Published Jan 24, 2013Opening with a textual title card, pointing out that over 40,000 acres of Texas woodlands burnt down inexplicably in the mid-'80s, David Gordon Green's decidedly dramatic and contemplative—yet still occasionally absurdist—character piece, Prince Avalanche sets up a thematic template of man's relationship with nature.
Alvin (Paul Rudd) and Lance (Emile Hirsch) work along an isolated rural highway, painting on lines and hammering reflective markers into the dirt shoulders. Alone for weeks at a time, Alvin and Lance are forced to bond over trivialities and observe the most embarrassing and unflattering attributes in each other.
Where Alvin sees the solitude as an academic exercise of sorts, taking the opportunity to learn German and catch up on his reading, Lance finds the quiet frustrating and boring, talking mostly about his next change at getting laid.
They already have a central bond, with Alvin dating Lance's older sister, but their odd couple dynamic represents either end of the social spectrum, suggesting that the motivations for wanting constant companionship (like Lance) is not entirely dissimilar to the need for quiet (like Alvin). Lance's need for constant distractions and diversions is, in a sense, a way of avoiding introspection, whereas Alvin's avoidance of social situations is a way of avoiding the introspection attributed to being different.
What's interesting about Green's deliberately paced, often tangential, existential yarn about loss, repetition and, eventually, social rebellion and anarchic principle as a means to discovering the true self, is that it avoids exploiting comedy. Lance routinely says ignorant things and Alvin occasionally dances by himself in the river, but these moments are handled with the same stoic gravity as every other plot point in the film. Even an elderly drunk that comes along every once in a while to give Alvin and Lance booze, telling them what a great job their doing, exists as a presumed comic sidebar that ultimately becomes just another facet of the central themes of loss, avoidance and social order as invading and dividing force.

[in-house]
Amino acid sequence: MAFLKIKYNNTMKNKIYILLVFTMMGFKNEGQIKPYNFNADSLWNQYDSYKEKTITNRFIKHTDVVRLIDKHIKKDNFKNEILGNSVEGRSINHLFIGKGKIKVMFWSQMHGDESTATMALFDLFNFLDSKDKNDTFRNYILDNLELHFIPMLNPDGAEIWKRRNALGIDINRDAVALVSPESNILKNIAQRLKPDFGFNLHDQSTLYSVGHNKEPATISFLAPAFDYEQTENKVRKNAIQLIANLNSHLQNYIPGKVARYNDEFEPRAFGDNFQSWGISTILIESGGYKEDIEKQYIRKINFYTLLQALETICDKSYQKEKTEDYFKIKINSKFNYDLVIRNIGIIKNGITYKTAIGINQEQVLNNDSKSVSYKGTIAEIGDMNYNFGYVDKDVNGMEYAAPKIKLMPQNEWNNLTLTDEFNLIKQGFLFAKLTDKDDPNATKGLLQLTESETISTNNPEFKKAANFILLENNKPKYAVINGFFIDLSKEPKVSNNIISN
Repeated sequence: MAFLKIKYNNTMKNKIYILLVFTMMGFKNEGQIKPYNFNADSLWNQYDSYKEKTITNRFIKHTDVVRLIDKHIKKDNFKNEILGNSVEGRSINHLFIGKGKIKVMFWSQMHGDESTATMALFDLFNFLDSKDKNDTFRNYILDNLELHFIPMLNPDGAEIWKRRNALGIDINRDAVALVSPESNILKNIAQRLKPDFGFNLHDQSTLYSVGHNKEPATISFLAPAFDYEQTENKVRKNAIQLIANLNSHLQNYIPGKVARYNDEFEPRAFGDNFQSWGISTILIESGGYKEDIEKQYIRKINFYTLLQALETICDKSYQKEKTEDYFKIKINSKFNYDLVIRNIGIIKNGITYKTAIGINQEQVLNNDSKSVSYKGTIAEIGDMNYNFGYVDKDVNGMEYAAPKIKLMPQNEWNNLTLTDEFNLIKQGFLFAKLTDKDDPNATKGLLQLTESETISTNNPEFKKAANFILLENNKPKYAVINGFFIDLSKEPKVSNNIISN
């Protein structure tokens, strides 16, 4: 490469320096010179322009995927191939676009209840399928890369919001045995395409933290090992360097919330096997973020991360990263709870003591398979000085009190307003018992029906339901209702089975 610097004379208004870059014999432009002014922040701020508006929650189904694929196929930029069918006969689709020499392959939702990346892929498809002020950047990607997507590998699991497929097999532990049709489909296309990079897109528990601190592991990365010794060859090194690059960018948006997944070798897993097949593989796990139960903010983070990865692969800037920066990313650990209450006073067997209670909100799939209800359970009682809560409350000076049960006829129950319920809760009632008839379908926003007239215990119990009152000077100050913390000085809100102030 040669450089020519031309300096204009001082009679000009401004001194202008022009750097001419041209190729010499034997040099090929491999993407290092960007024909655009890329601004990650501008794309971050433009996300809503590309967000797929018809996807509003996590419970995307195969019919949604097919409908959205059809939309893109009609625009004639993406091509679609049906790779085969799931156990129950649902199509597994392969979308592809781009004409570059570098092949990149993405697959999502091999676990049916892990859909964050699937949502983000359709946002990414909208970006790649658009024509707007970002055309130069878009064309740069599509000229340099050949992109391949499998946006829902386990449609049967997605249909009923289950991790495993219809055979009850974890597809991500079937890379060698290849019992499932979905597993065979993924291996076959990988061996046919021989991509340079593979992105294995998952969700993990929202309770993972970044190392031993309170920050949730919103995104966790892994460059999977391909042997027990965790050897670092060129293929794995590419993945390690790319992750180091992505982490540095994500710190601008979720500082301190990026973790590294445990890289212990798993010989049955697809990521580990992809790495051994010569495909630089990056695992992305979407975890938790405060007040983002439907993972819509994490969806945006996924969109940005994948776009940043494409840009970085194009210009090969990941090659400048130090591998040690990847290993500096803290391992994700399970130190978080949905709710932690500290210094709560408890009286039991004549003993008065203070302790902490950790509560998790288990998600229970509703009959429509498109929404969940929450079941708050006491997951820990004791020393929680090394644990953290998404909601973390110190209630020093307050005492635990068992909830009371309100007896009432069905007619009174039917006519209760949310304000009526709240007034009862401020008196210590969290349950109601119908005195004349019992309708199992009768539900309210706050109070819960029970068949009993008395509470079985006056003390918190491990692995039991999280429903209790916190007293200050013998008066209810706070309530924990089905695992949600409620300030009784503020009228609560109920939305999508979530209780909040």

Moreover, Green often takes extended breaks from the narrative to focus on images of nature in relation to the habitual routine aspects of human life with only a musical score doing the talking. It's a very calculated way of asserting worldly values and forced introspection onto an audience expecting the sort of standard comedy that Paul Rudd and David Gordon Green are known for.
It's true that the assertions about destructive forces—like fire—stripping away the forced, presentation-based, identities we all assume is quite glib and overly simplified. But there is something about Prince Avalanche that allows for deeper, personal interpretation about friendships and the many signifiers we establish to judge and shut each other out.
While it may be too oblique and slow for some, this deceptively simple treatise on manmade barriers (the regulation and development of a road being the ultimate visual metaphor) does have some touching kernels of wisdom for those keen on taking the time to consider and apply them to their own lives. (Magnolia)